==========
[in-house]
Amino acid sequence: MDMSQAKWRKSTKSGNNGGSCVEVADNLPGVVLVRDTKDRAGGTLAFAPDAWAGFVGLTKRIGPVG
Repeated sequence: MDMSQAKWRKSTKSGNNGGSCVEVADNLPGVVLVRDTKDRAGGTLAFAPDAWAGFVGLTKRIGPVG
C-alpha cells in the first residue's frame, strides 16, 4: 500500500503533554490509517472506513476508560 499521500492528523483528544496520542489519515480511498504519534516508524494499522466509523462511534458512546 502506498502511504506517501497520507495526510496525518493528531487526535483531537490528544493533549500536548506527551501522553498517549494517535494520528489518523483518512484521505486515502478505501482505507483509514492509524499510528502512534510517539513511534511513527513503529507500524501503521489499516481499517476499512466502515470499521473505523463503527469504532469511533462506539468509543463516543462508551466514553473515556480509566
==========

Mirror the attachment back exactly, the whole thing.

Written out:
[in-house]
Amino acid sequence: MDMSQAKWRKSTKSGNNGGSCVEVADNLPGVVLVRDTKDRAGGTLAFAPDAWAGFVGLTKRIGPVG
Repeated sequence: MDMSQAKWRKSTKSGNNGGSCVEVADNLPGVVLVRDTKDRAGGTLAFAPDAWAGFVGLTKRIGPVG
C-alpha cells in the first residue's frame, strides 16, 4: 500500500503533554490509517472506513476508560 499521500492528523483528544496520542489519515480511498504519534516508524494499522466509523462511534458512546 502506498502511504506517501497520507495526510496525518493528531487526535483531537490528544493533549500536548506527551501522553498517549494517535494520528489518523483518512484521505486515502478505501482505507483509514492509524499510528502512534510517539513511534511513527513503529507500524501503521489499516481499517476499512466502515470499521473505523463503527469504532469511533462506539468509543463516543462508551466514553473515556480509566